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Kol Dorot Daily - Shabbat Tonight is LIVE

Today is DAY TWENTY-TWO, which makes THREE WEEKS and ONE DAY of the Omer.


This week I realized that I miss talking to people on the phone. I love Zoom meetings and FaceTime, all the ways we are learning to be virtually present with each other. But now almost my whole schedule is video calls, and I miss the simplicity and directness of just talking and listening to someone else's voice. (I also miss not having to sit in one spot for an entire conversation.) So—contrary to everything I thought I knew about myself—I'm going to resolve to make more phone calls next week.

We have to change things up. We have to make things new. We have to challenge ourselves, open ourselves up to new possibilities. We have to rediscover blessings we've forgotten. In small ways. However we can.

We're doing something new tonight for Shabbat. Our Shabbat blessings on Zoom have been so wonderful, we've decided to try a real-time Zoom Shabbat service. This will be our first live, pray-at-the-same-time Shabbat service in seven weeks! If you can, please join us at our regular 6:00pm for blessings and then 7:30pm for our Zoom Shabbat Service. The link can be found below.

I hope that this is a healthy and peaceful Shabbat for all of us and our loved ones.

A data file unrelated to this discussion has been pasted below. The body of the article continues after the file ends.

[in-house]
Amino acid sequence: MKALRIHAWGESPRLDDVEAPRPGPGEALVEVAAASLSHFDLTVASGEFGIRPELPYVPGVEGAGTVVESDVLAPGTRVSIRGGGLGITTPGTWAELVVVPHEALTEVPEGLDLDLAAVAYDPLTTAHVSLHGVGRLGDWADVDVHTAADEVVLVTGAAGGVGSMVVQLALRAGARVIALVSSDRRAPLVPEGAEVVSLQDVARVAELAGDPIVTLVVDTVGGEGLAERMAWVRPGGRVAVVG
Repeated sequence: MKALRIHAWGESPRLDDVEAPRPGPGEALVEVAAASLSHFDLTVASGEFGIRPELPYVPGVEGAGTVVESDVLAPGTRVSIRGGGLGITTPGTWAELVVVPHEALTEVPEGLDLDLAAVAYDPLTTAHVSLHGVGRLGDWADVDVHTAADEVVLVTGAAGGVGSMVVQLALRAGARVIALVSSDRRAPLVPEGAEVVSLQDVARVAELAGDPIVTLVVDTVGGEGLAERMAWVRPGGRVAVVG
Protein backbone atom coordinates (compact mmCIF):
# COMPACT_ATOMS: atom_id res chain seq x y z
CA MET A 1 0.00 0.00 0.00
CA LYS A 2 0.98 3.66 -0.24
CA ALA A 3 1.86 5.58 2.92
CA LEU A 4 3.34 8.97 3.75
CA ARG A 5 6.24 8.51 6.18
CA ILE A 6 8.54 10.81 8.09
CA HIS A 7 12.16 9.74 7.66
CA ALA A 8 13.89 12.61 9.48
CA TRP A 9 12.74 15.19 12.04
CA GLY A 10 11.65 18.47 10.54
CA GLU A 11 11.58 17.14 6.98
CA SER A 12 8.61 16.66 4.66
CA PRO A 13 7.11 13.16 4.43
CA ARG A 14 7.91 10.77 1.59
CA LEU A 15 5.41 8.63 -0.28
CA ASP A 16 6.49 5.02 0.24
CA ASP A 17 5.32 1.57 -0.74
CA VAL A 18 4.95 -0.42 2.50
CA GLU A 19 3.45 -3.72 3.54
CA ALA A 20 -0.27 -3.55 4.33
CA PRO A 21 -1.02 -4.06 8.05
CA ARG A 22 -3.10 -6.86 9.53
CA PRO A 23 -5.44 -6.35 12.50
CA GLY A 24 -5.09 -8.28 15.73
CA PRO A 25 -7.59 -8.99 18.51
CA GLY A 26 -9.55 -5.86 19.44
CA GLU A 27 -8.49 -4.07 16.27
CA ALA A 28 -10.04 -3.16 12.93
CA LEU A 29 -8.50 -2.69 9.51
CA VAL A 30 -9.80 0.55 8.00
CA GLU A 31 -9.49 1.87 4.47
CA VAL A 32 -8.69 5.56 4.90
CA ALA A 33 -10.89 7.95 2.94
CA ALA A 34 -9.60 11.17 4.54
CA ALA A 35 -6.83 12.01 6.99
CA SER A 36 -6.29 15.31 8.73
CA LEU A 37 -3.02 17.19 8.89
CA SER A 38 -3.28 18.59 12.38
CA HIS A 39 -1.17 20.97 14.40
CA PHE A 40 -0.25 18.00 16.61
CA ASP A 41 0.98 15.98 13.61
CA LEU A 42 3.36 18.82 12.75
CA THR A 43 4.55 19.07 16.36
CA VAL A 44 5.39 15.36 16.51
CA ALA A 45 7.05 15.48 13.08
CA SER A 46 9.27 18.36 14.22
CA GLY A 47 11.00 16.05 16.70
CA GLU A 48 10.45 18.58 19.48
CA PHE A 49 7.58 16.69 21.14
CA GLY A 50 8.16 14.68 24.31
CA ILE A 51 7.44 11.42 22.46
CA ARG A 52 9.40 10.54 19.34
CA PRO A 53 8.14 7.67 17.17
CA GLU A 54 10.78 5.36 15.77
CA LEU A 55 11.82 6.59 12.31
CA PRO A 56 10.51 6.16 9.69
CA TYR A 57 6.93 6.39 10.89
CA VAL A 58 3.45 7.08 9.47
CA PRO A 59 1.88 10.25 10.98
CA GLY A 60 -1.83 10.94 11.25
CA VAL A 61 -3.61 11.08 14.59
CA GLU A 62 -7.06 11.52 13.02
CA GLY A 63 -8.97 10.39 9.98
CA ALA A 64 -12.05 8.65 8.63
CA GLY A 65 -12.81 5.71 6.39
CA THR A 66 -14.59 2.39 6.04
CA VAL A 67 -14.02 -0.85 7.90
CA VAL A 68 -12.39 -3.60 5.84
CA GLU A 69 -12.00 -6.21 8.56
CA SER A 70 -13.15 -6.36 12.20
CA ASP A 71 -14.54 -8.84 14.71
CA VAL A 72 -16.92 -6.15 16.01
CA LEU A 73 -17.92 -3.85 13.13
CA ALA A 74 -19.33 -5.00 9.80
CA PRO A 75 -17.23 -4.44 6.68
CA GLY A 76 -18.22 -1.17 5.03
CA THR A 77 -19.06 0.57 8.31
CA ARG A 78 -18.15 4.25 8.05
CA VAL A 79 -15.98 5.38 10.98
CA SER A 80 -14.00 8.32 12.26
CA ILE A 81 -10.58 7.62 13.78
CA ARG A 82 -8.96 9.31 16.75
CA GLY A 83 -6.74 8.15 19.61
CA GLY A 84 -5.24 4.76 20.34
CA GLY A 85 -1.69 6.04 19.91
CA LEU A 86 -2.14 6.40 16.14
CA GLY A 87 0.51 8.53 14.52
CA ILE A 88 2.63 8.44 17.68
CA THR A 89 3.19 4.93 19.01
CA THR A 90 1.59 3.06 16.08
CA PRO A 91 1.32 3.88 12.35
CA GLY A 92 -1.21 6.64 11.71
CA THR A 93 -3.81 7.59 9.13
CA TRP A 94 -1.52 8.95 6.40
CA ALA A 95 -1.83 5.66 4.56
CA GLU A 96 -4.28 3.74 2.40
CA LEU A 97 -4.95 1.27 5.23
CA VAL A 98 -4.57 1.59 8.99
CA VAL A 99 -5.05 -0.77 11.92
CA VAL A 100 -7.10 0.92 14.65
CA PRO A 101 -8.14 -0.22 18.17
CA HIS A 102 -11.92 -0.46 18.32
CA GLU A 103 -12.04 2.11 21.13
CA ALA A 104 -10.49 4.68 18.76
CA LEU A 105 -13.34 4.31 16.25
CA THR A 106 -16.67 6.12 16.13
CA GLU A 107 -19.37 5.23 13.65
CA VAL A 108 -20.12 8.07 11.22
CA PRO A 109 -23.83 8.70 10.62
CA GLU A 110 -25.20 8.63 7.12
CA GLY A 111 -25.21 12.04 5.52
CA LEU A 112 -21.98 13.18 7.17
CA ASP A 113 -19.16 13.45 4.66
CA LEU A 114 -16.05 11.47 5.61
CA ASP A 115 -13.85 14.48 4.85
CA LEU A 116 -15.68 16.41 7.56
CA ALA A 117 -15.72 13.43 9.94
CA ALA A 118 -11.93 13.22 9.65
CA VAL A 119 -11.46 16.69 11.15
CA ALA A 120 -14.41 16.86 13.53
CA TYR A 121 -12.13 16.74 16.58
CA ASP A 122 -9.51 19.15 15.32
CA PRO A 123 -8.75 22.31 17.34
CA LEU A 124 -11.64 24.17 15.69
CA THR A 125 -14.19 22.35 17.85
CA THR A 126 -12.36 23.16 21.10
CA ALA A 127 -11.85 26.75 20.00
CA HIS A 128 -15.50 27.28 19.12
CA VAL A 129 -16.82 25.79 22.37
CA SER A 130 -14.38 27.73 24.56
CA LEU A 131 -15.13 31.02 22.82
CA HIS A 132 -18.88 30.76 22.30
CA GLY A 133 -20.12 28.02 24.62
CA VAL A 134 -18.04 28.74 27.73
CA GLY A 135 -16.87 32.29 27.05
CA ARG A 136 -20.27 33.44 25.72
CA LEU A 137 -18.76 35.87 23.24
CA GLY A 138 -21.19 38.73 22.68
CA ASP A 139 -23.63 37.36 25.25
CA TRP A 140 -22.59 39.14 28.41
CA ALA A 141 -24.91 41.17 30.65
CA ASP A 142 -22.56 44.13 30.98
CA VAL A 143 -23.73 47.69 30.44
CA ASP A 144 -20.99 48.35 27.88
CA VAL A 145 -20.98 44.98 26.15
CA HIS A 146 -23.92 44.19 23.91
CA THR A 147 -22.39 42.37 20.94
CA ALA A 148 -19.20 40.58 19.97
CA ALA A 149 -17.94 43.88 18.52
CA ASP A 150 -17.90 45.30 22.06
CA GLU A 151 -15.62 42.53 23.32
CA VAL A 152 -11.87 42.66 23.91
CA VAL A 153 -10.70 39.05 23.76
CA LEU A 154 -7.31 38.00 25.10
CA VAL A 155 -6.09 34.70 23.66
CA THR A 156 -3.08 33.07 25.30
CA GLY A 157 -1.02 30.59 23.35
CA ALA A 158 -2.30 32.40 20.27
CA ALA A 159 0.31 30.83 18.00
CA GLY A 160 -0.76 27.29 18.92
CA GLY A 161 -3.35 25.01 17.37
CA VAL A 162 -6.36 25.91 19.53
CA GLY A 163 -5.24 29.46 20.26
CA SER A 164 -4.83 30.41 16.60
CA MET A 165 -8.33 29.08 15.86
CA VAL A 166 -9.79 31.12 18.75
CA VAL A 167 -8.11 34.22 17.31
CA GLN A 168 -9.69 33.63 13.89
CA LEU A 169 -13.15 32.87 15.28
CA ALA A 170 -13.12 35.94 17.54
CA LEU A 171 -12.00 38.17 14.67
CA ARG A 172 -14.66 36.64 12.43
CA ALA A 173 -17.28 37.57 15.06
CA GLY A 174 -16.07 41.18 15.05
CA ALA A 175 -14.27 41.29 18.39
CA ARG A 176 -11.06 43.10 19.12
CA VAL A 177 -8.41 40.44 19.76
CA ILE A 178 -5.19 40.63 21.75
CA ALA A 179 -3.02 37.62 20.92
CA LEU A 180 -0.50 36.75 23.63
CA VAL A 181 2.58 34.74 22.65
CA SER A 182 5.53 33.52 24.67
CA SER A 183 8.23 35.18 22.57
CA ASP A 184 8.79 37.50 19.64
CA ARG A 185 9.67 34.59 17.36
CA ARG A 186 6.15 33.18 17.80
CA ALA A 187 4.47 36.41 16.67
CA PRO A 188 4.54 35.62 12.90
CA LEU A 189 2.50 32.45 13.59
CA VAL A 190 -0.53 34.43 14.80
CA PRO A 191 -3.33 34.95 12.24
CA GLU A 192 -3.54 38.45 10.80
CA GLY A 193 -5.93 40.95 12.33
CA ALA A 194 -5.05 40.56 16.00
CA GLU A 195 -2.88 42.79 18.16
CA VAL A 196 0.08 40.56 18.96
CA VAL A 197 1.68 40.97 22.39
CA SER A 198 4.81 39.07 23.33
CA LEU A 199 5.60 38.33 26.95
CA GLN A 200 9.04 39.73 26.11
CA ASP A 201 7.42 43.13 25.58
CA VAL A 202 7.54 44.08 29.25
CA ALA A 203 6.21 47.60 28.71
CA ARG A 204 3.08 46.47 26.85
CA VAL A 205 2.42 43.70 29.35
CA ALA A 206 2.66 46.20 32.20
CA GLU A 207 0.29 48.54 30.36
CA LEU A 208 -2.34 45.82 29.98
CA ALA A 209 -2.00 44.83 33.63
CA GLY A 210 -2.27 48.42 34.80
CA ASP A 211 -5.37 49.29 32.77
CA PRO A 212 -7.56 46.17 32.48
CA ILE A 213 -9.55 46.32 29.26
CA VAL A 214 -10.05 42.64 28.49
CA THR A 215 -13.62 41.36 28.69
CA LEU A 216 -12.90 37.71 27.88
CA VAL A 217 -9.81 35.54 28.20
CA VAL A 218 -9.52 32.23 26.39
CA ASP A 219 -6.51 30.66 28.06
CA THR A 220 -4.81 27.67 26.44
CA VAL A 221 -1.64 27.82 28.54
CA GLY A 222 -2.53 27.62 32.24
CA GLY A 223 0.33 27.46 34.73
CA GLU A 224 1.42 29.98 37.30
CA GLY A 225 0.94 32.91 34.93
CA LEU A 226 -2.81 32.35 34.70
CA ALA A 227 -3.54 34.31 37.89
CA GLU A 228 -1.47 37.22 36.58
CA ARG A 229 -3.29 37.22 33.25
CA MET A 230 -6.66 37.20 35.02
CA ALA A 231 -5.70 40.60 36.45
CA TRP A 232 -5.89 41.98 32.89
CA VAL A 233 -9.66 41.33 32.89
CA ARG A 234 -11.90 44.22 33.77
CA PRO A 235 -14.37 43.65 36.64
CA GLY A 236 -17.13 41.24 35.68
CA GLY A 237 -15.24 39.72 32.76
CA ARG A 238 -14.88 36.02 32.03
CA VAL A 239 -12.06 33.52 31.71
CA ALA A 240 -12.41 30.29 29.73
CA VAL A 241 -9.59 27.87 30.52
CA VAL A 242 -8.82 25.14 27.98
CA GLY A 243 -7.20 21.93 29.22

Shabbat Shalom,

Rabbi Noah


Celebrate Shabbat

*LIVE* Candle Lighting and Shabbat Blessings

Friday, 5/1, 6:00pm

Check your daily email for details

*NEW* *LIVE*Friday Night Shabbat Service

Friday, 5/1, 7:30pm

Check your daily email for details

We're trying something new this week! We will be holding our Friday Night Shabbat Service LIVE via Zoom. Please join us to pray virtually "together" in a new way. (Note: Use the same Zoom link for the Candle Lighting and Shabbat Service.)

Shabbat Morning Torah Study

Saturday, 5/2, 9:00-10:00am

Check your daily email for details

Havdallah with Morah Anat and Family

Saturday, 5/2, 6:00pm (Pre-recorded)

Join Morah Anat and her family for the blessings that conclude Shabbat. Havdallah will be pre-recorded and posted on the Kol Dorot Facebook page.


May Day and Judaism

As far back as the Roman Empire, the 1st of May has been celebrated as a festival of springtime. (Dancing around the "maypole," crowning the "Queen of May," etc.) Since the 19th century, May Day has also been observed as International Workers' Day. If you're interested in a little quirky Jewish history:


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